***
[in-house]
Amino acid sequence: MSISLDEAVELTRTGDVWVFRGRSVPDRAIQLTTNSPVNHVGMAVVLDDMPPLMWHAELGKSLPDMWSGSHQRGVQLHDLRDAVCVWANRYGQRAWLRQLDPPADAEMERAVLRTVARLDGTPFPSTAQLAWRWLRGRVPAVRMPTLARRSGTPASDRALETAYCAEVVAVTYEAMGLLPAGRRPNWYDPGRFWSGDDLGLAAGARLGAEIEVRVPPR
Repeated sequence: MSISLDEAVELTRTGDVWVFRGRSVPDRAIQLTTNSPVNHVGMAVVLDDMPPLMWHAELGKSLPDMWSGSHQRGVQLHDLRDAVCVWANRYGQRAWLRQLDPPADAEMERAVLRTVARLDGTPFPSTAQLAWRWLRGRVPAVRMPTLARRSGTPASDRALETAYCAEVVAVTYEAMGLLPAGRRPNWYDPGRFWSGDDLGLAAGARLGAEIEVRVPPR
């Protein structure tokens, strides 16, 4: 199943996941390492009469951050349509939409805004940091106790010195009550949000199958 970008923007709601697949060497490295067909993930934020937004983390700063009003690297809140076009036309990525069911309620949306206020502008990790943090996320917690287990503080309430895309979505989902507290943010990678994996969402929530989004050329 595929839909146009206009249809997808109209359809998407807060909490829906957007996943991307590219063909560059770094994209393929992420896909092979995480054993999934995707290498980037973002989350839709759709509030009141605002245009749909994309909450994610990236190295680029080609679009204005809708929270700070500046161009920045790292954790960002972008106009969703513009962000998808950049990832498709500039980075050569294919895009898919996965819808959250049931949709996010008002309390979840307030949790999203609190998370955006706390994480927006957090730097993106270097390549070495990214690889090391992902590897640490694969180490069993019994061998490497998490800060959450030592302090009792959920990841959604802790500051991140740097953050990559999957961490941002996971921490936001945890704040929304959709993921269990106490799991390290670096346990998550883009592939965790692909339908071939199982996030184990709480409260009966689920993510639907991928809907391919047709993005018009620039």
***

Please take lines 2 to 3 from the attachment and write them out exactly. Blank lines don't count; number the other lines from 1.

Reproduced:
Amino acid sequence: MSISLDEAVELTRTGDVWVFRGRSVPDRAIQLTTNSPVNHVGMAVVLDDMPPLMWHAELGKSLPDMWSGSHQRGVQLHDLRDAVCVWANRYGQRAWLRQLDPPADAEMERAVLRTVARLDGTPFPSTAQLAWRWLRGRVPAVRMPTLARRSGTPASDRALETAYCAEVVAVTYEAMGLLPAGRRPNWYDPGRFWSGDDLGLAAGARLGAEIEVRVPPR
Repeated sequence: MSISLDEAVELTRTGDVWVFRGRSVPDRAIQLTTNSPVNHVGMAVVLDDMPPLMWHAELGKSLPDMWSGSHQRGVQLHDLRDAVCVWANRYGQRAWLRQLDPPADAEMERAVLRTVARLDGTPFPSTAQLAWRWLRGRVPAVRMPTLARRSGTPASDRALETAYCAEVVAVTYEAMGLLPAGRRPNWYDPGRFWSGDDLGLAAGARLGAEIEVRVPPR